supply and the treater station. The treater applies the
power to the substrate, through an air gap, via a pair of
electrodes, one at high potential and a roll supporting the
material at the ground potential. Only the side of the ma-
terial facing the high potential electrode should show an
increase in surface energy.
Much like a corona discharge, an atmospheric plasma
discharge is generated at atmospheric pressure. Instead
of using air, this method relies on other gases that deposit
specific chemical groups on the substrate surface to im-
prove its surface energy and adhesion characteristics.
APT process acts on material surfaces in a way which
is similar to the vacuum plasma treatment process. APT
production equipment testing has been performed for the
treatment of several materials, including the most utilised
in applications such as polypropylene, polyethylene, poly-
ester, polyamide, and polytetrafluoroethylene. The sur-
face energies of the treated materials increased substan-
tially, without any backside treatment or pin-holing [17],
thereby enhancing wettability, printability, and adhesion
The APT process consists of exposing a polymer to a
low-temperature, high density glow discharge. Figure 1
shows the air gap, the dimension of which can range
from 1.0 mm to 2.5 mm, between the electrodes occu-
pied by the glowing reacted gas. Polymeric films run
above the lower electrode connected to the ground.
The resulting plasma is a partially ionised gas consist-
ing of large concentrations of excited atomic, molecular,
ionic, and free-radical species. Excitation of the gas
molecules is accomplished by subjecting the gas, which
is delivered within an open station design, to an electric
field, typically at high frequency. Free electrons gain
energy from the imposed high frequency electric field,
colliding with neutral gas molecules and transferring
energy, dissociating the molecules to form numerous
reactive species. It is the interaction of these excited spe-
Figure 1. Air gap between the electrodes of Enercon plasma
treater, occupied by the glowing gas. Gap dimension can
range from 1 mm to 2.5 mm. Polymeric films run above the
lower electrode connected to the ground.
cies with solid surfaces placed in opposition to the
plasma that results in the chemical and physical modifi-
cation of the material surface.
The effect of plasma on a given material is determined
by the chemistry of the reactions between the surface and
the reactive species present in the plasma. At the low
exposure energies typically used for surface treatment,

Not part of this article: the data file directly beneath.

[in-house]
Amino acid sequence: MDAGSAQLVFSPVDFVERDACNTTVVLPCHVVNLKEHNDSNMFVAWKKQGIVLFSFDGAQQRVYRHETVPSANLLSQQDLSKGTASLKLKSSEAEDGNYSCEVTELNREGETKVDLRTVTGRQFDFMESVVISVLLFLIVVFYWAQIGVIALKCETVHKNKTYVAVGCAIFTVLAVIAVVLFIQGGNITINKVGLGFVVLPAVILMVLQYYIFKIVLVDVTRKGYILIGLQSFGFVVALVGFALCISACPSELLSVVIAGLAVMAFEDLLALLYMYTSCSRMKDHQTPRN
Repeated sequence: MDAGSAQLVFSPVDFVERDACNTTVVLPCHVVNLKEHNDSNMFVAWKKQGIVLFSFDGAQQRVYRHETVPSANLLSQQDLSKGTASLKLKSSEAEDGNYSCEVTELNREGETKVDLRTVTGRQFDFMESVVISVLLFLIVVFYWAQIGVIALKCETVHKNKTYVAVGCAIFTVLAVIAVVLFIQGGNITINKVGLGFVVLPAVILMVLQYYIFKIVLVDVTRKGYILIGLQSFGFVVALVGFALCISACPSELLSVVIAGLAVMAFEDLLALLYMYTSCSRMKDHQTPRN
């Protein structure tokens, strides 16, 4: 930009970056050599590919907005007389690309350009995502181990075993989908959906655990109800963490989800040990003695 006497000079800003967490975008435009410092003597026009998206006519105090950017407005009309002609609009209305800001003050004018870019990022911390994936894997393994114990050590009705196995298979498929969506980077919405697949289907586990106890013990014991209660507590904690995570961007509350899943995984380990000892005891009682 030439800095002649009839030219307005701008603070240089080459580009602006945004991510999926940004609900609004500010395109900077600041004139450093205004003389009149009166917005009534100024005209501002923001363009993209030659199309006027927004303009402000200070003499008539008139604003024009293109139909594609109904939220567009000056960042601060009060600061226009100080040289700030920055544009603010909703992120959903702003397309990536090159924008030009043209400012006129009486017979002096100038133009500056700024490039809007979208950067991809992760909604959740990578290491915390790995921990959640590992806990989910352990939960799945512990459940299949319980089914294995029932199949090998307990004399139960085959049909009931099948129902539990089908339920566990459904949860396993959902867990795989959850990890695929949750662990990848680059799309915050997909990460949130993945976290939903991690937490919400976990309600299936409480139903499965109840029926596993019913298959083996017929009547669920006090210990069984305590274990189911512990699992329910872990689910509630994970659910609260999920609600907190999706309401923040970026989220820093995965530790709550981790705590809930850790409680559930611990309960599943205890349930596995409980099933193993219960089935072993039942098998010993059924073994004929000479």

the plasma surface interactions only change the surface
of the material; the effects are confined to a region only
several molecular layers deep and do not change the bulk
properties of the substrate.
The resulting surface changes depend on the composi-
tion of the surface and the gas used. Gases or mixtures of
gases, used for plasma treatment of polymers can include
N, Ar, O2, He, nitrous oxide, water vapour, carbon diox-
ide, methane, ammonia, and others. Each gas produces a
unique plasma composition and results in different sur-
face properties. For example, the surface energy can be
increased very quickly and effectively by plasma-in-
duced oxidation. Depending on the chemistry of the
polymer and the source gases, substitution of molecular
moieties into the surface can make polymers very wet-
table. The specific type of substituted atoms or groups
determines the specific surface potential.
3. Ablation, Crosslinking and Activation
For any gas composition, three surface processes simul-
taneously alter flexible packaging substrates, with the
extent of each depending on the chemistry and process
variables: ablation, crosslinking, and activation [18].
In the ablation process, the bombardment of the poly-
mer surface by free radicals, electrons, ions and radiation
breaks the covalent bonds of the polymer backbone, re-
sulting in lower-molecular-weight polymer chains. As
long molecular components become shorter, the volatile
oligomer and monomer by-products vaporise off (ablate)
and are swept away with exhaust.
Crosslinking is done with an inert process gas (Ar or
He). The bond breaking occurs on the polymer surface.
But since there are no free-radical scavengers, it can
form a bond with a nearby free radical on a different
chain (crosslink).
Activation is a process where surface polymer func-
tional groups are replaced with different atoms or che-
mical groups from the plasma. As with ablation, surface
exposure to energetic species abstracts hydrogen or
breaks the backbone of the polymer, creating free radi-
cals. In addition, plasma contains very high-energy UV
radiation. This UV energy creates additional free radicals
on the polymer surface. Free radicals, which are ther-
modynamically unstable, quickly react with the polymer
backbone itself or with other free-radical species present
at the surface to form stable covalently bonded atoms or
more complex groups.